The online version of this article (doi:10.1186/s12888-017-1212-7) contains supplementary material, which is available to authorized users.
There is little evidence on how professionals communicate to assess suicide risk. This study analysed how professionals interview patients about suicidal ideation in clinical practice.
Three hundred nineteen video-recorded outpatient visits in U.K. secondary mental health care were screened. 83 exchanges about suicidal ideation were identified in 77 visits. A convenience sample of 6 cases in 46 primary care visits was also analysed. Depressive symptoms were assessed. Questions and responses were qualitatively analysed using conversation analysis. χ 2 tested whether questions were influenced by severity of depression or influenced patients’ responses.
A gateway closed question was always asked inviting a yes/no response. 75% of questions were negatively phrased, communicating an expectation of no suicidal ideation, e.g., “No thoughts of harming yourself?”. 25% were positively phrased, communicating an expectation of suicidal ideation, e.g., “Do you feel life is not worth living?”. Comparing these two question types, patients were significantly more likely to say they were not suicidal when the question was negatively phrased but were not more likely to say they were suicidal when positively phrased (χ 2 = 7.2, df = 1, p = 0.016). 25% patients responded with a narrative rather than a yes/no, conveying ambivalence. Here, psychiatrists tended to pursue a yes/no response. When the patient responded no to the gateway question, the psychiatrist moved on to the next topic. A similar pattern was identified in primary care.
Psychiatrists tend to ask patients to confirm they are not suicidal using negative questions. Negatively phrased questions bias patients’ responses towards reporting no suicidal ideation.
Additional file 1: Transcription conventions. Transcription Conventions. Explanation of transcription symbols used in analysing the communication data. (DOCX 42 kb)12888_2017_1212_MOESM1_ESM.docx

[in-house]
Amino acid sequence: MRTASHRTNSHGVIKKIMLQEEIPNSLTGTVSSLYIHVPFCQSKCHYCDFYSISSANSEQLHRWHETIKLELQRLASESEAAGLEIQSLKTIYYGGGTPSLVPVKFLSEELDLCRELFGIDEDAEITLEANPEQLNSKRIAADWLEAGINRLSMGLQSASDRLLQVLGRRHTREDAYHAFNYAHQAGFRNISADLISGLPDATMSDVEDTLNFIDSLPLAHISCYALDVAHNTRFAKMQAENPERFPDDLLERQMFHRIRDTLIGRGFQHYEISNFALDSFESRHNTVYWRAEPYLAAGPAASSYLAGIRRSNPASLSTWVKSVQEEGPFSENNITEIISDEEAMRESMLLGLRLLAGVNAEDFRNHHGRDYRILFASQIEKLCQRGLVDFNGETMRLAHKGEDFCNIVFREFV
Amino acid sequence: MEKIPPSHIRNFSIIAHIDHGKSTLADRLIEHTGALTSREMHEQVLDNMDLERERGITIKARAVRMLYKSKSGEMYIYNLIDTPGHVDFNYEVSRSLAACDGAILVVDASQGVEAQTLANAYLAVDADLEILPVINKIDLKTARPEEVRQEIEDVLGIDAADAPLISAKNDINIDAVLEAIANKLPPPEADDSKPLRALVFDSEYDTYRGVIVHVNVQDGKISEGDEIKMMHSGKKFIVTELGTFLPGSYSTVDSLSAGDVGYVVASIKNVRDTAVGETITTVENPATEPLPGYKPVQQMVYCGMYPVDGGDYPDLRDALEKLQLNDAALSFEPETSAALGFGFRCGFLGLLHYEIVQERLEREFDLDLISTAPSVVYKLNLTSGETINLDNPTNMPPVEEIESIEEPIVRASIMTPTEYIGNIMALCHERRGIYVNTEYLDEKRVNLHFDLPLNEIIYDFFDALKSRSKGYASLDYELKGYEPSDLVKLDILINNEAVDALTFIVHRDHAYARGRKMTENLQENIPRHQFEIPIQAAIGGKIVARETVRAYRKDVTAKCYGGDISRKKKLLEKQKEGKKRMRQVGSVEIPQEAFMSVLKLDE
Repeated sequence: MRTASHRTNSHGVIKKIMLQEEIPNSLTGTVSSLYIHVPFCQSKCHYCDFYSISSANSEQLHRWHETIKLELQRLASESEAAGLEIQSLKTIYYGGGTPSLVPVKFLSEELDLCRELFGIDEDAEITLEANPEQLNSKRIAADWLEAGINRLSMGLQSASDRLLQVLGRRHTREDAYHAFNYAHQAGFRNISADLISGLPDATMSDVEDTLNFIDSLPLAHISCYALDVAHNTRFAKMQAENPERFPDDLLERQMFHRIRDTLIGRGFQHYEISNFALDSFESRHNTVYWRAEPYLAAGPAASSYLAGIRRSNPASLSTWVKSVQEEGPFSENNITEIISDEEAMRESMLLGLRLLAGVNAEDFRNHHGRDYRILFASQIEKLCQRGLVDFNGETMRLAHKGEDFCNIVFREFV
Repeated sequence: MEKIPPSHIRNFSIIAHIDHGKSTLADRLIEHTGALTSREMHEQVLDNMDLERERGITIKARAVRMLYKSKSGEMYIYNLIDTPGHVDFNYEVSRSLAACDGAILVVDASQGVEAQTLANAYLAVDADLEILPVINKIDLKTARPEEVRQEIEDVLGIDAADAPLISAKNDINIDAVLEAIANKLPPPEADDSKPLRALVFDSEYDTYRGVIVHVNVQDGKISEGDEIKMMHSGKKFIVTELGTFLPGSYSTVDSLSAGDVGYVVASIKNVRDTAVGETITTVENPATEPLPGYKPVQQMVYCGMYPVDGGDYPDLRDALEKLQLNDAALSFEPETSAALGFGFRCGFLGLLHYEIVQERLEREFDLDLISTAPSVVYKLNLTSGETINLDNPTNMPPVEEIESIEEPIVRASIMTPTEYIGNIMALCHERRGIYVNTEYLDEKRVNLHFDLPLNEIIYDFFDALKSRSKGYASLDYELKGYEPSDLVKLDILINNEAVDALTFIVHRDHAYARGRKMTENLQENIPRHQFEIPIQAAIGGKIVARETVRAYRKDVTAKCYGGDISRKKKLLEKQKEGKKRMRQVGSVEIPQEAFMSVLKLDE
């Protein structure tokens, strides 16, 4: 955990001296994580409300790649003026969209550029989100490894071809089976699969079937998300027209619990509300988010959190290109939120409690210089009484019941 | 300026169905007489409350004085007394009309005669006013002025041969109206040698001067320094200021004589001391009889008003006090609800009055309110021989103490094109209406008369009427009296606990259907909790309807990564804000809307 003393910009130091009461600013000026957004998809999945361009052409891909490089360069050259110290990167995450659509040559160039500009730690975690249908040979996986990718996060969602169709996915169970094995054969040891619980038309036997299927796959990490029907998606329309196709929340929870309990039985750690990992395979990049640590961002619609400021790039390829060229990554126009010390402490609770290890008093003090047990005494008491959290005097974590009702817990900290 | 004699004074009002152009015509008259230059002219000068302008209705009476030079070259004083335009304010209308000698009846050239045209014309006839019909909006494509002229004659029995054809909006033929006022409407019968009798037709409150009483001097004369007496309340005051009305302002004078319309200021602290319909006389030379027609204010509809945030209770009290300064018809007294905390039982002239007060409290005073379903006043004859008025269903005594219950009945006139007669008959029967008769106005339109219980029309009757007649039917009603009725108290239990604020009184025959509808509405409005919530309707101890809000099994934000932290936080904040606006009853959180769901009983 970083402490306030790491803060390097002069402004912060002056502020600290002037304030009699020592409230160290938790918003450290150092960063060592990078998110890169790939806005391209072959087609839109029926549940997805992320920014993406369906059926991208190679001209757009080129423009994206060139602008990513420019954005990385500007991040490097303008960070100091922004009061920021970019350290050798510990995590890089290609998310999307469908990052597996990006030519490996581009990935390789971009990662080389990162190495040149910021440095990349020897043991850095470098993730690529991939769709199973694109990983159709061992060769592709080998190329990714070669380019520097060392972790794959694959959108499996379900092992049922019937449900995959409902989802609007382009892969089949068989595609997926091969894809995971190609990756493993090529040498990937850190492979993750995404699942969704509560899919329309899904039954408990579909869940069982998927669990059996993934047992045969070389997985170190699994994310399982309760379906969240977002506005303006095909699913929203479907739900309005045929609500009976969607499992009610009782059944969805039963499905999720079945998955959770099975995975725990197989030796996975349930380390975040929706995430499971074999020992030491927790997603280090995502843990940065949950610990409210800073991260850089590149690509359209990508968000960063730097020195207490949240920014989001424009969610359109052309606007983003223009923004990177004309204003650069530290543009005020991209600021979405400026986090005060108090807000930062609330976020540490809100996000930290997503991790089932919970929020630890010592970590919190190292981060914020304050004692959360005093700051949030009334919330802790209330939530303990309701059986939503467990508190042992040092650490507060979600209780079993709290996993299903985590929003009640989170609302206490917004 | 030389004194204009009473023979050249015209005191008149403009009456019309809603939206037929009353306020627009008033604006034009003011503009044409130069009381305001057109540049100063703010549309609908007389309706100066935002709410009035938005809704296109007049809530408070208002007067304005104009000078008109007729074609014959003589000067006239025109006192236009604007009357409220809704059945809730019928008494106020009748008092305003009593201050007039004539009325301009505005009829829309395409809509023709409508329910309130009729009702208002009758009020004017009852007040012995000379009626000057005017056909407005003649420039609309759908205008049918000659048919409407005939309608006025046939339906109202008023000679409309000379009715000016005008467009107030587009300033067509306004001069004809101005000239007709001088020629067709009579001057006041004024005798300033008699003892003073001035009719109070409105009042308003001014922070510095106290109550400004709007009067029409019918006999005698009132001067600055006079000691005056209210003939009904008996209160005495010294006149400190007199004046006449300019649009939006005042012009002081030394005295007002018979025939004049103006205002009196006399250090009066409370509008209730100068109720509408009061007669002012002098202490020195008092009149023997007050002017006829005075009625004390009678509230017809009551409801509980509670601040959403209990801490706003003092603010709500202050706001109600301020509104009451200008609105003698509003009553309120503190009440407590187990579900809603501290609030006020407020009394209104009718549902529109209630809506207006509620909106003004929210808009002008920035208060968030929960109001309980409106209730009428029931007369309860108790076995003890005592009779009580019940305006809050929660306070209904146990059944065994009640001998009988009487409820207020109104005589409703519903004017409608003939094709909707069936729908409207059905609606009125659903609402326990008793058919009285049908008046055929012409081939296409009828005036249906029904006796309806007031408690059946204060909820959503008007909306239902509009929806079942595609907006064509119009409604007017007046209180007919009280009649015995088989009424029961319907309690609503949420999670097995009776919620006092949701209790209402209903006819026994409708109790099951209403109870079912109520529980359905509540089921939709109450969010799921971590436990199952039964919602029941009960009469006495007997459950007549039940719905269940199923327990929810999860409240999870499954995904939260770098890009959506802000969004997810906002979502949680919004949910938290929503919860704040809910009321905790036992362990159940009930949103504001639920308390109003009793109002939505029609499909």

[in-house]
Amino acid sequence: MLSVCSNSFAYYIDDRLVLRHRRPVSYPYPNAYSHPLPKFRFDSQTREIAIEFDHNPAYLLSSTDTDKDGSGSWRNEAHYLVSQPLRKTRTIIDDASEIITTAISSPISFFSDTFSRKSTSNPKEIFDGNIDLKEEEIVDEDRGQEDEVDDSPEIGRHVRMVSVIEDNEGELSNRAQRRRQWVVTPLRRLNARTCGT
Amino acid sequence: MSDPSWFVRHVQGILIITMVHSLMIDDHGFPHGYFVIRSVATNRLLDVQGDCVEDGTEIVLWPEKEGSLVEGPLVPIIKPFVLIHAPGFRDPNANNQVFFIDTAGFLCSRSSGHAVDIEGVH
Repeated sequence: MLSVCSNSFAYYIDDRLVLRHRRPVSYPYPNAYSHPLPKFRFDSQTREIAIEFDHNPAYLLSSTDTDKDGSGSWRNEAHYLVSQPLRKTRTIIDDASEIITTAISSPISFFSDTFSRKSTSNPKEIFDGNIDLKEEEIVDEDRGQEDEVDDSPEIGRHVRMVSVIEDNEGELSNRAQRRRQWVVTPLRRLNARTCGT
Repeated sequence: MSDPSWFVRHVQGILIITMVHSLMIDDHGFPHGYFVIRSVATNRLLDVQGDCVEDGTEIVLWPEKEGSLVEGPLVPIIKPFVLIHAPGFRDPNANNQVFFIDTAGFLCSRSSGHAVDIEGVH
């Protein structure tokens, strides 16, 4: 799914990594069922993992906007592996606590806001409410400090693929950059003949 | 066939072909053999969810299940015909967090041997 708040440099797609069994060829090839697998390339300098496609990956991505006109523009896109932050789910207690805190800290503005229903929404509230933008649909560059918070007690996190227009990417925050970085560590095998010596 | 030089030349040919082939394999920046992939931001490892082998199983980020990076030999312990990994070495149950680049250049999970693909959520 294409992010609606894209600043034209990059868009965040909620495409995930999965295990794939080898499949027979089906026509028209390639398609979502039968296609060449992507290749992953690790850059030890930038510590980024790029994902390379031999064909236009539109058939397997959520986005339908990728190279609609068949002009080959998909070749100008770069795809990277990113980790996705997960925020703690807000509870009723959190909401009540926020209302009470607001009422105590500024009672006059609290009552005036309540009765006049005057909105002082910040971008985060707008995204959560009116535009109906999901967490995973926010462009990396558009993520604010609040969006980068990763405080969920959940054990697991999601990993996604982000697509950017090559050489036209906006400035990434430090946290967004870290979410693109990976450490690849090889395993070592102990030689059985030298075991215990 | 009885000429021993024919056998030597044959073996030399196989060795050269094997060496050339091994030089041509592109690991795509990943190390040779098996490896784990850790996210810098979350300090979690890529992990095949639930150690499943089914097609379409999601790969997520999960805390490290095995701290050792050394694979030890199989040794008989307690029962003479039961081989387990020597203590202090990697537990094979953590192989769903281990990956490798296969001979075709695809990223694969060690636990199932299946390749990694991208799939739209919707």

World Health Organisation. Public Health Action for the Prevention of Suicide: A Framework. 2012. http://apps.who.int/iris/bitstream/10665/75166/1/9789241503570_eng.pdf?ua=1. Accessed 14 April 2014.
Appleby L, Shaw J, Meehan J, et al. National Confidential Inquiry into Suicide and Homicide by People with Mental Illness (Great Britain). Safety First: Five-year Report of the National Confidential Inquiry Into Homicide by People with Mental Illness: Summary. Department of Health, 2001.
Saini P, Windfuhr K, Pearson A, Da Cruz D, Miles C, Cordingley L, While D, Swinson N, Williams A, Shaw J, Appleby L. Suicide prevention in primary care: General practitioners' views on service availability. BMC Res Notes. 2010;3(1):1. CrossRef
Shea SC. Suicide assessment: part 1: uncovering suicidal intent--a sophisticated art. Psychiatric Times. 2009;26(12):17.
Cole-King A, Parker V, Williams H, Platt S. Suicide prevention: are we doing enough? Adv Psychiatr Treat. 2013;19(4):284–91. CrossRef
Cole-King A, Green G, Gask L, Hines K, Platt S. Suicide mitigation: a compassionate approach to suicide prevention. Adv Psychiatr Treat. 2013;19(4):276–83. CrossRef
Clark DC, Fawcett J. Review of empirical risk factors for evaluation of the suicidal patient. In: Bongar BM, editor. Suicide: Guidelines for assessment, management, and treatment. New York: Oxford University Press; 1992. p. 16–48.
Fremouw WJ, De Perczel M, Ellis TE. Suicide Risk: Assessment and Response Guidelines. Pergamon Press: University of Virginia; 1999.
Hawton K, Casañas i Comabella C, Saunders K, Haw C. Assessment of suicide risk in people with depression. http://cebmh.warne.ox.ac.uk/csr/clinicalguide/docs/Assessment-of-suicide-risk--clinical-guide.pdf. Accessed 20 Sept 2016.
Shea SC. The chronological assessment of suicide events: a practical interviewing strategy for the elicitation of suicidal ideation. J Clin Psychiatry. 1998;59 Suppl 20:58–72. PubMed
Raymond G. Grammar and social organization: Yes/no interrogatives and the structure of responding. Am Sociol Rev. 2003:939-67